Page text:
It’s been almost six months since President Obama announced his $215 million Precision Medicine Initiative, an effort requiring the active participation of providers, researchers, and a national cohort of a million Americans who will volunteer their genetic and health data to achieve medical breakthroughs.

On Wednesday, the White House announced that federal agencies and private sector groups are “stepping up” to Obama’s call to action. The administration says stakeholders are starting to advance initiative goals by making health data more portable; ensuring patients can access and share their own health information, including contributing it for research; protecting patient privacy, security and choice; and supporting new research platforms connecting researcher and participants as partners.

Towards that end, the White House has unveiled draft guiding principles that “seek to build privacy into the design of the PMI research cohort” of one million or more volunteers who will agree to share their genetic and health data. According to the administration, an interagency working group convened by the White House developed the principles. The public has until August 7 to provide comment on the proposed privacy/trust principles. 

In addition, the White House has announced that the Office of the National Coordinator for Health IT and HHS Office for Civil Rights will jointly work to “address barriers that prevent patients from accessing their health data.”

The administration said ONC will publish sample communications tools to encourage patients to access their digital health information and workflow diagrams for providers, as well as develop an open-source prototype that will “allow individuals to combine their medical records with patient-generated data and connect these data with the apps of their choice.” For its part, OCR will develop additional guidance materials to educate the public and providers about patient rights to access their health information under HIPAA rules.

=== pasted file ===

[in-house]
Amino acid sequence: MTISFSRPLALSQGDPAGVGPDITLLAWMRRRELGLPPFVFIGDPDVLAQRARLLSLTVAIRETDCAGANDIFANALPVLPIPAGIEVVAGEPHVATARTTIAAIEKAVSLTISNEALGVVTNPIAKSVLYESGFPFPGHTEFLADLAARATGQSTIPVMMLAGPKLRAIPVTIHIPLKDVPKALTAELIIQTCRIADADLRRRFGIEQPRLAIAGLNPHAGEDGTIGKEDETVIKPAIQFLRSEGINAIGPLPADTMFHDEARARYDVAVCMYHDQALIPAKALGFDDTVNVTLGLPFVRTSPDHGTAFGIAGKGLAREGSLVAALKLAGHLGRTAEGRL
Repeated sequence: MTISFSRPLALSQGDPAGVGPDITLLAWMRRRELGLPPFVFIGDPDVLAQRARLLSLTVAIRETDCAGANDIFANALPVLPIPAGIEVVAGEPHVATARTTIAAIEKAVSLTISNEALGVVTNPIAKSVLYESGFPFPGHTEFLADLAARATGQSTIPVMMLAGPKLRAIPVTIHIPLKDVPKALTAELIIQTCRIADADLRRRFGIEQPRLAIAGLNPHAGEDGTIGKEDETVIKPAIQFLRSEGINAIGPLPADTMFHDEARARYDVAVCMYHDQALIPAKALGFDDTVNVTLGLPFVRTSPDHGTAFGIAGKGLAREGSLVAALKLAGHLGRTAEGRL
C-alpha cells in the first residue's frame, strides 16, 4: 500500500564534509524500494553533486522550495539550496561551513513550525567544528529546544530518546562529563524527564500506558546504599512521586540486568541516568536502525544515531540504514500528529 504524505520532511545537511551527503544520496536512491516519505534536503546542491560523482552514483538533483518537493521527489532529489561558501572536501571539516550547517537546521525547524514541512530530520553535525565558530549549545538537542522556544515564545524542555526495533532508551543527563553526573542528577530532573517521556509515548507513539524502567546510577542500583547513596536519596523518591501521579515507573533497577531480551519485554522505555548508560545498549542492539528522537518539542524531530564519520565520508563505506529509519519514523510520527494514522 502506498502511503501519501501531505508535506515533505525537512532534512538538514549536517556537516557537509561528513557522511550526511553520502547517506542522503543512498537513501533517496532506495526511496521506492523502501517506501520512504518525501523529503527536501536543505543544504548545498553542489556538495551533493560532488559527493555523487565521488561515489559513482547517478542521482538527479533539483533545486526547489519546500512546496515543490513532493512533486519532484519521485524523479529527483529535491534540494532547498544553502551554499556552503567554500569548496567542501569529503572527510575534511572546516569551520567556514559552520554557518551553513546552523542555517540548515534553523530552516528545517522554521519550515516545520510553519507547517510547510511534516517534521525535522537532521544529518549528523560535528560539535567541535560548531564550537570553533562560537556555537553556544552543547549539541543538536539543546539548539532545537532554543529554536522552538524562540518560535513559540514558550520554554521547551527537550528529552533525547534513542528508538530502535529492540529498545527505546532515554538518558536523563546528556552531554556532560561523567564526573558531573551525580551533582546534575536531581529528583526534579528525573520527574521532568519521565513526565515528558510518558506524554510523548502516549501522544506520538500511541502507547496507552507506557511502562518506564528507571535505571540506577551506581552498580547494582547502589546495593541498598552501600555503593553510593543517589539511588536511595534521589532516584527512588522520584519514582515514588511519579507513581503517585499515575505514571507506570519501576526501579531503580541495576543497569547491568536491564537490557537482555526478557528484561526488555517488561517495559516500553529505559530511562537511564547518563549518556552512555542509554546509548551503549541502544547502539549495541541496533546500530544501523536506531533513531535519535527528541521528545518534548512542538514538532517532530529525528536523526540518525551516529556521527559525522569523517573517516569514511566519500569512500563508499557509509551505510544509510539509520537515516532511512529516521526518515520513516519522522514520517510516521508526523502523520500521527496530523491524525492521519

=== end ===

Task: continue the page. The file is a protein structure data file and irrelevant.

The White House also noted that the Department of Veteran Affairs is funding four research projects seeking to answer key questions “relevant to precision medicine” by leveraging the VA’s Million Veterans Program, the nation’s largest database of genetic, clinical, lifestyle and military exposure data. “These studies will also help inform plans for PMI’s national research cohort, including the types of data that should be included and the design of the data platform,” states the announcement.

Also See: VA Taps ‘Million Veteran Program’ Data for New Studies

In addition to these efforts by federal agencies, the administration highlighted several private sector initiatives, including:

Duke Center for Applied Genomics and Precision Medicine: Duke has developed a platform called MeTree that helps individuals have conversations with loved ones and care providers about family health histories, so that physicians can tailor care to patients’ unique risk profiles. MeTree will now connect with the information in patients’ electronic health records, allowing patients and providers to access information in EHRs through application programming interfaces (APIs). 

Genetic Alliance: The initiative is launching new capabilities for the Platform for Engaging Everyone Responsibly (PEER), a data registry that empowers participants to share their data with medical researchers, advocacy groups, and others. PEER will accept coded, clinical data from participants’ EHRs. Participants will be able to send this information to PEER directly from their provider-supplied portals, leveraging national standards, or ask that their providers send it. Today, there are about 20 provider-supplied portals that work with PEER. However, this number will more than double by the end of 2015, supported with a grant from the Robert Wood Johnson Foundation.

GetMyHealthData: The GetMyHealthData campaign is pledging to help thousands of consumers over the next 12 months access and download their own clinical health data to manage health or donate for research. A collaboration of consumer organizations, health care experts, former policy makers and technology organizations, GetMyHealthData will provide a tool to automate the request for their data and to troubleshoot any problems that occur. The initiative will also offer basic guidance on apps that can safely and securely store patient data, including those that enable data donation for research while protecting privacy.

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